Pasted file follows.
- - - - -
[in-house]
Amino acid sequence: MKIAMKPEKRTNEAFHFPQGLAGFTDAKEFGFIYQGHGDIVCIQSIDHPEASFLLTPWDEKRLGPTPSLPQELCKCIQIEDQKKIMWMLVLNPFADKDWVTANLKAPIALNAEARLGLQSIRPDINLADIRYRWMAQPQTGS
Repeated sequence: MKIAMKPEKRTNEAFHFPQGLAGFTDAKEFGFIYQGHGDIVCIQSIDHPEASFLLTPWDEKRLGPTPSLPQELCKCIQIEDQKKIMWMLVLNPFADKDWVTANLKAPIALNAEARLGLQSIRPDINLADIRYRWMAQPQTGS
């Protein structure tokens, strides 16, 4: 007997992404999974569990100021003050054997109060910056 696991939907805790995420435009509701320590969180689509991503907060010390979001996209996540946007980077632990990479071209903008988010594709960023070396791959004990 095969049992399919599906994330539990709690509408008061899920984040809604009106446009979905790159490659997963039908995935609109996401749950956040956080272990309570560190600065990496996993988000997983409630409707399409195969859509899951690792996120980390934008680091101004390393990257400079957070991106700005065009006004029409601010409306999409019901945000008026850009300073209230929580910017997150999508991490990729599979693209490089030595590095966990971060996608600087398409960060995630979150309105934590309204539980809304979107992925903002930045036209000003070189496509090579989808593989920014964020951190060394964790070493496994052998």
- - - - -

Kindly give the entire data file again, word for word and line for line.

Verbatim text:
[in-house]
Amino acid sequence: MKIAMKPEKRTNEAFHFPQGLAGFTDAKEFGFIYQGHGDIVCIQSIDHPEASFLLTPWDEKRLGPTPSLPQELCKCIQIEDQKKIMWMLVLNPFADKDWVTANLKAPIALNAEARLGLQSIRPDINLADIRYRWMAQPQTGS
Repeated sequence: MKIAMKPEKRTNEAFHFPQGLAGFTDAKEFGFIYQGHGDIVCIQSIDHPEASFLLTPWDEKRLGPTPSLPQELCKCIQIEDQKKIMWMLVLNPFADKDWVTANLKAPIALNAEARLGLQSIRPDINLADIRYRWMAQPQTGS
């Protein structure tokens, strides 16, 4: 007997992404999974569990100021003050054997109060910056 696991939907805790995420435009509701320590969180689509991503907060010390979001996209996540946007980077632990990479071209903008988010594709960023070396791959004990 095969049992399919599906994330539990709690509408008061899920984040809604009106446009979905790159490659997963039908995935609109996401749950956040956080272990309570560190600065990496996993988000997983409630409707399409195969859509899951690792996120980390934008680091101004390393990257400079957070991106700005065009006004029409601010409306999409019901945000008026850009300073209230929580910017997150999508991490990729599979693209490089030595590095966990971060996608600087398409960060995630979150309105934590309204539980809304979107992925903002930045036209000003070189496509090579989808593989920014964020951190060394964790070493496994052998």